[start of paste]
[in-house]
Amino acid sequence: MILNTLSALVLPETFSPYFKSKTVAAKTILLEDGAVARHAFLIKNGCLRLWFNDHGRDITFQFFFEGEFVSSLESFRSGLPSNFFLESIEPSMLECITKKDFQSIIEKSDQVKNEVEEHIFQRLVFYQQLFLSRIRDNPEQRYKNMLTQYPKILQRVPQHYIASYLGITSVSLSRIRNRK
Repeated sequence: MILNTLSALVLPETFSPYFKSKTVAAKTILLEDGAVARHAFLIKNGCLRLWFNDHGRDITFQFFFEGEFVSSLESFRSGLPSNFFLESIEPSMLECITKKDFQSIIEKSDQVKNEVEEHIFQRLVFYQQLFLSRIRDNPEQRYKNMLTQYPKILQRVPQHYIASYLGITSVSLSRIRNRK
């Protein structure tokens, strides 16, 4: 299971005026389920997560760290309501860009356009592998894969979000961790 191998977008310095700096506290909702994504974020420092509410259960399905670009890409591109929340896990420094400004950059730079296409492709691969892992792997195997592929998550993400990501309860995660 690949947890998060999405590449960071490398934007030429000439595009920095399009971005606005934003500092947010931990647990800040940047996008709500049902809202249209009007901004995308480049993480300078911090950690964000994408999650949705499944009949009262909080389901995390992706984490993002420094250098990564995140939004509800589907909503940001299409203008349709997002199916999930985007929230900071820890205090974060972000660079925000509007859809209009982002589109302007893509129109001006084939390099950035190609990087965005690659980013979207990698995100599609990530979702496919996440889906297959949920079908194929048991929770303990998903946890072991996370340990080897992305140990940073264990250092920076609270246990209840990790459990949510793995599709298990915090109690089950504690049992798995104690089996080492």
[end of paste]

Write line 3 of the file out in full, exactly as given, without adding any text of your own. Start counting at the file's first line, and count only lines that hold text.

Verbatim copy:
Repeated sequence: MILNTLSALVLPETFSPYFKSKTVAAKTILLEDGAVARHAFLIKNGCLRLWFNDHGRDITFQFFFEGEFVSSLESFRSGLPSNFFLESIEPSMLECITKKDFQSIIEKSDQVKNEVEEHIFQRLVFYQQLFLSRIRDNPEQRYKNMLTQYPKILQRVPQHYIASYLGITSVSLSRIRNRK